Since the Soviet Union’s collapse, several attempts at regional cooperation among the newly formed Central Asian republics—Kazakhstan, Kyrgyzstan, Tajikistan, Turkmenistan, and Uzbekistan—have failed or achieved limited results. Despite many benefits of cooperation, the region’s dire economic circumstances, continuation of traditional trade relations, unresolved ethno-territorial conflicts, and external power competition made integration difficult to achieve. Three decades after the Soviet Union’s demise, Central Asia remains at the nexus of geopolitical interests of great powers. The presence of Russia, which has traditionally seen former Soviet Central Asia as its own sphere of influence, is challenged by China’s rise as the dominant economic force in the region. China’s inroads into Central Asia through the Belt and Road Initiative (BRI) are changing the region’s dynamics. Dubbed the “New Great Game,” the field is not only limited to Russia and China. In February 2020, the United States (US) published a new strategy for Central Asia to better handle Afghanistan issues and keep rising China and revanchist Russia in check. In addition, the European Union (EU)’s new Central Asia strategy, adopted in 2019, aims to improve its position in the region and address its strategic interests in energy security. Several other regional actors, such as Turkey and Iran, consider Central Asia of strategic importance for their shared historical and cultural heritage.

However, it would be erroneous to view the region exclusively through the lens of great power politics. While the Central Asian republics are still struggling for political stability and economic development, Uzbekistan’s recent shifts in foreign policy direction toward greater regional cooperation could change regional dynamics. The rekindling of regional ties and tangible improvements in inter-state relations may lead to further integration and give Central Asia a voice amid great power politics. Can the Central Asian republics cooperate with one another for the region’s collective security and economic prosperity? What can these countries do to avoid being marginal players and to have their own voices, at least in regional matters? This article seeks an answer by focusing on the example of the Association of Southeast Asian Nations (ASEAN). ASEAN is not led by great powers but has survived and continuously expanded its role for the past five decades in the East Asian region. The paper explores the possibility of ASEAN-style regionalism in Central Asia.

Asking the Right Question As China Rises

By Bonnie Kristian

China is building its military, a recent Pentagon report to Congress argued, with the goal of becoming a "world-class" force over the next three decades.

Beijing “has not defined exactly what it means by its ambition to have a world-class military,” said Chad Sbragia, deputy assistant secretary of defense for China, in remarks timed for the report's publication. "Within the context of China's national strategy, however, China will likely aim to develop a military by mid-century that is equal to, and in many cases superior to, the United States' military or that of any other great power that the Chinese view as a threat."

This conclusion can hardly surprise anyone who has tracked China's path over the past few decades. With the population and, increasingly, the wealth of a great power, Beijing wants the military heft of a great power, too. This isn't a good thing, but at this point, it may be inevitable, as may Chinese dominance of its near abroad.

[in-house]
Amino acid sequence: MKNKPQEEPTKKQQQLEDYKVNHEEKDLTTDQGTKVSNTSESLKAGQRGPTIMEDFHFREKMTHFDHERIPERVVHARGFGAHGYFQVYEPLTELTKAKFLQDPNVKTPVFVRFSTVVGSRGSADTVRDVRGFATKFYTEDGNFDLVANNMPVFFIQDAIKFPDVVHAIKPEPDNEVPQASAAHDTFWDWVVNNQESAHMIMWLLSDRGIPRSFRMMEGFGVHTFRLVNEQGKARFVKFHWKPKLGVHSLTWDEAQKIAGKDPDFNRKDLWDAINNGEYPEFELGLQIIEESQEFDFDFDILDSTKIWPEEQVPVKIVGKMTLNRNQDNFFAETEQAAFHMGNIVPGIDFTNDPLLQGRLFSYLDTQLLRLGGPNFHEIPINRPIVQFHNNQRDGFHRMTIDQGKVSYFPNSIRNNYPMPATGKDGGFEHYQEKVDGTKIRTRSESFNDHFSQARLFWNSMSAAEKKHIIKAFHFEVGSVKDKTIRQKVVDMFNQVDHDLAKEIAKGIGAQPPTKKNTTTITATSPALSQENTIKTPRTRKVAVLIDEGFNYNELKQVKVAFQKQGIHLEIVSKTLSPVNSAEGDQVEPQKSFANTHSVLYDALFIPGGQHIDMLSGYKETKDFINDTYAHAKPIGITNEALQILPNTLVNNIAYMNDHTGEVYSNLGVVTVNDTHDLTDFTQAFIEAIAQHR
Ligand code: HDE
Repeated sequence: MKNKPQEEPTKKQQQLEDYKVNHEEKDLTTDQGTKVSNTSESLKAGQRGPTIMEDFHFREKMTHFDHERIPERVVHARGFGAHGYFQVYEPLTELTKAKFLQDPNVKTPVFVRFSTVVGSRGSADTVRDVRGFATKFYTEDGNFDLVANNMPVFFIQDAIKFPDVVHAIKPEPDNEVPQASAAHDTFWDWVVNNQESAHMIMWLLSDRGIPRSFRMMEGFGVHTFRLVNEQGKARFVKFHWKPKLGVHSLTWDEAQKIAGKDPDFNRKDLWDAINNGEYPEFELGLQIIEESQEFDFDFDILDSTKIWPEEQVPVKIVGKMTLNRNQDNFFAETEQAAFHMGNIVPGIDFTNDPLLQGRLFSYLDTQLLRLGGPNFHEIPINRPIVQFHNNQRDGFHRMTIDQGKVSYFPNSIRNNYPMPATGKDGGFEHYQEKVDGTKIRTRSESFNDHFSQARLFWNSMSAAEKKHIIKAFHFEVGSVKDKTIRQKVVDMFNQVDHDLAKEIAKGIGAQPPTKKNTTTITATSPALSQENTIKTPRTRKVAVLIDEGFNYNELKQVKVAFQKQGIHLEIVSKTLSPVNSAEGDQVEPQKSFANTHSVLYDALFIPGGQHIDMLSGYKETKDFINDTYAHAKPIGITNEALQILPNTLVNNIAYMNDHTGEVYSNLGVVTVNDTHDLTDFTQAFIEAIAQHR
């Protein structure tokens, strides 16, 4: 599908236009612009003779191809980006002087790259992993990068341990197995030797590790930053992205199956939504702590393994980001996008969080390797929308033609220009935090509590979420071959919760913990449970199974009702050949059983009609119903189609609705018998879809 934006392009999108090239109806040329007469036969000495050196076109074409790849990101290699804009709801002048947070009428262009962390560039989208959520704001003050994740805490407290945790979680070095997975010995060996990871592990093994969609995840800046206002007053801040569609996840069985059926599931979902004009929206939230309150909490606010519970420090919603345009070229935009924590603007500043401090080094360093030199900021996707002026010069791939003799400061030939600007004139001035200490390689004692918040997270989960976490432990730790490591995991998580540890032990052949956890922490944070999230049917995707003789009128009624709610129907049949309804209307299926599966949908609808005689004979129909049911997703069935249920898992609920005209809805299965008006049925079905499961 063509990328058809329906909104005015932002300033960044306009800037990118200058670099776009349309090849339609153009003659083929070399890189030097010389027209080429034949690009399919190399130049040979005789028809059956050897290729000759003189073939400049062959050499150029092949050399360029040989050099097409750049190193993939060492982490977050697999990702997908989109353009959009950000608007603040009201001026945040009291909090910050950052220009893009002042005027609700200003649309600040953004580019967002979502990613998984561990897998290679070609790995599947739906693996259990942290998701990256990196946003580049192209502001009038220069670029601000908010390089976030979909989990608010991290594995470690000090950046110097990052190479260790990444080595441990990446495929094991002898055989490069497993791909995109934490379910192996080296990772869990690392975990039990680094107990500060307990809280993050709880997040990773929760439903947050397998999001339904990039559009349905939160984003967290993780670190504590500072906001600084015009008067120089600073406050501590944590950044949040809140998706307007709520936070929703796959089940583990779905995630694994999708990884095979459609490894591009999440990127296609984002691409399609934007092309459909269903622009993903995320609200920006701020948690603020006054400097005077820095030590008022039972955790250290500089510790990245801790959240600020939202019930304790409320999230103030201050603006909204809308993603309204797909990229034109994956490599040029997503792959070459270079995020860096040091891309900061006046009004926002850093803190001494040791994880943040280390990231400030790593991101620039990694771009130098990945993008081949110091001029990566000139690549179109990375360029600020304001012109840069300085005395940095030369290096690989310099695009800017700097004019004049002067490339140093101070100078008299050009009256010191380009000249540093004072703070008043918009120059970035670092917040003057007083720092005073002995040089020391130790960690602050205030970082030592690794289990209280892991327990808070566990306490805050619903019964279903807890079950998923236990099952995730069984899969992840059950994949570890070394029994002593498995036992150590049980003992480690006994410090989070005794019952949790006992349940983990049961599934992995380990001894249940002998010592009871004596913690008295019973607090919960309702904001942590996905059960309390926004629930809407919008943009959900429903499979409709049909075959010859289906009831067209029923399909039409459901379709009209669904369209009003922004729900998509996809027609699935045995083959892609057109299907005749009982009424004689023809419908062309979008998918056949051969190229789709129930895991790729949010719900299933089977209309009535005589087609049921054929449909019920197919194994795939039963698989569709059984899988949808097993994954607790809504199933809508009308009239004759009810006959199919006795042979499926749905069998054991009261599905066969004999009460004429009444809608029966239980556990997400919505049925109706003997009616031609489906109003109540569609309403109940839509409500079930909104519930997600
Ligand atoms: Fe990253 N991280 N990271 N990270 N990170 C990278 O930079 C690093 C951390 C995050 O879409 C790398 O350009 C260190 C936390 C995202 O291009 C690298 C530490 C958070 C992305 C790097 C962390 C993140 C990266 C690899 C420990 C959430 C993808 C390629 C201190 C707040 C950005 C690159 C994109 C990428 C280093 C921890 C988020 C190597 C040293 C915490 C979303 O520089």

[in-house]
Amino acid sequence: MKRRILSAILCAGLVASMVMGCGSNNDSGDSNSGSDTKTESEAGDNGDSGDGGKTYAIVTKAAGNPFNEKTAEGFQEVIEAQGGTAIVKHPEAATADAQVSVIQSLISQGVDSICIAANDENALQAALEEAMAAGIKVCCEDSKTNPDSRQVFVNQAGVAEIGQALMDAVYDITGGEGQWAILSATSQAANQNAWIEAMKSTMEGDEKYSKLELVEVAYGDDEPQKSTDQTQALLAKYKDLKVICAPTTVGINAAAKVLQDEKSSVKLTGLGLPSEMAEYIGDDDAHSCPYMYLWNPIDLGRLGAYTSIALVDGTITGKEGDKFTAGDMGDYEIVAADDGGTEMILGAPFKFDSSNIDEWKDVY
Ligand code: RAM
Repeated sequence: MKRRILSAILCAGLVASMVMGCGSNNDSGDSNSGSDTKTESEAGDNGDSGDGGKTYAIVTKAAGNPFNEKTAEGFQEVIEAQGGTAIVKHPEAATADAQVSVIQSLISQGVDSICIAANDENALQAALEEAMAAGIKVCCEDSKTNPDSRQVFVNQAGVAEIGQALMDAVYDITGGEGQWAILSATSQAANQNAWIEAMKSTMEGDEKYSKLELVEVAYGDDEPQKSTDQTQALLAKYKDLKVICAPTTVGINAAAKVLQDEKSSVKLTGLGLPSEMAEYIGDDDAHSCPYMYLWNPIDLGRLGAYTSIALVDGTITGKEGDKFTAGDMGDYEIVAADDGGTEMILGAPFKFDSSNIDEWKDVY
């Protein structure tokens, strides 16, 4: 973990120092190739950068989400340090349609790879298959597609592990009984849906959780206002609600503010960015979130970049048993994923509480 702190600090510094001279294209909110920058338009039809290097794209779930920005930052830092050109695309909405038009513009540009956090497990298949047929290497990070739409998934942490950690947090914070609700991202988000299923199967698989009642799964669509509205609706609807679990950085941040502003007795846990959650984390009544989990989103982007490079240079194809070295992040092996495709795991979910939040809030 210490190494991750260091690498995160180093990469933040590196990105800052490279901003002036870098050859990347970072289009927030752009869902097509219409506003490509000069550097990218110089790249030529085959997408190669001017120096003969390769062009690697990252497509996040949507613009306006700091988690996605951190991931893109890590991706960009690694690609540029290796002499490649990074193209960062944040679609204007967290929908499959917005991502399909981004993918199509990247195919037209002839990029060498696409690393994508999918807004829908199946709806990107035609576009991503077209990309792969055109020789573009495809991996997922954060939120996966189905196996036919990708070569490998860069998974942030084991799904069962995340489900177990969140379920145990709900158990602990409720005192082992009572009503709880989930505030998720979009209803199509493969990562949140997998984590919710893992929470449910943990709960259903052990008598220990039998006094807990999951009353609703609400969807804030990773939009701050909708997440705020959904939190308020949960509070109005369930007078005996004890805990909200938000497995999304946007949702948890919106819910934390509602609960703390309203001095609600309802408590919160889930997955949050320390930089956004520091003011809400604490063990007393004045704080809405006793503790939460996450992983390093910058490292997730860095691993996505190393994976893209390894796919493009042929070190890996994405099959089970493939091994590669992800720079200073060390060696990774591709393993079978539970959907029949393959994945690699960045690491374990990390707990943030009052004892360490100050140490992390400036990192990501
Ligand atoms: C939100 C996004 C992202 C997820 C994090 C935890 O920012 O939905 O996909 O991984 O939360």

The proper question for U.S. foreign policy, then, is not, “How do we stop the rise of China?” (Answer: We can’t, at least not at anything close to an acceptable risk or cost.) The question is, “How do we live with the rise of China?” Or, more bluntly, “How do we navigate great power rivalry without falling into an avoidable conflict that in the worst-case scenario could end the world as we know it?”

These questions are far too big to fully answer here, but recent headlines offer a useful negative object lesson. Recently, the State Department declassified Reagan-era diplomatic cables concerning U.S. arms sales to Taiwan, which purchases American military equipment as part of its deterrence of mainland Chinese takeover. The publication does not mark a change in U.S. policy per se, but it does formally reveal Washington’s “Six Assurances" to Taiwan before considered a “loosely-kept secret” undoubtedly known to Beijing.

America's Indo-Pacific Vision Is Becoming a Reality—Because of China

by Derek Grossman

The Trump administration's Indo-Pacific strategy has received a significant boost in recent months toward achieving its goal of keeping the region “free and open” from Chinese coercion. Ironically, China itself has been doing the boosting.

Beijing's rising assertiveness against Hong Kong, Taiwan, and counter claimants in the East and South China Seas, and now even against India along the Himalayas, has resulted in unprecedented agreement across the Indo-Pacific and beyond that China's muscular approach is an unwelcome development in the region.

Several concerned nations are already deepening security ties with each other and the United States in order to mitigate the threat. If Beijing continues to ramp up its assertiveness, additional countries are likely to follow suit, leaving China further isolated.

Take, for instance, the Quadrilateral Security Dialogue, or Quad, comprising Australia, India, Japan, and the United States All four nations have repeatedly affirmed the importance of maintaining a rules-based international order and norms of behavior. Their security cooperation is deepening.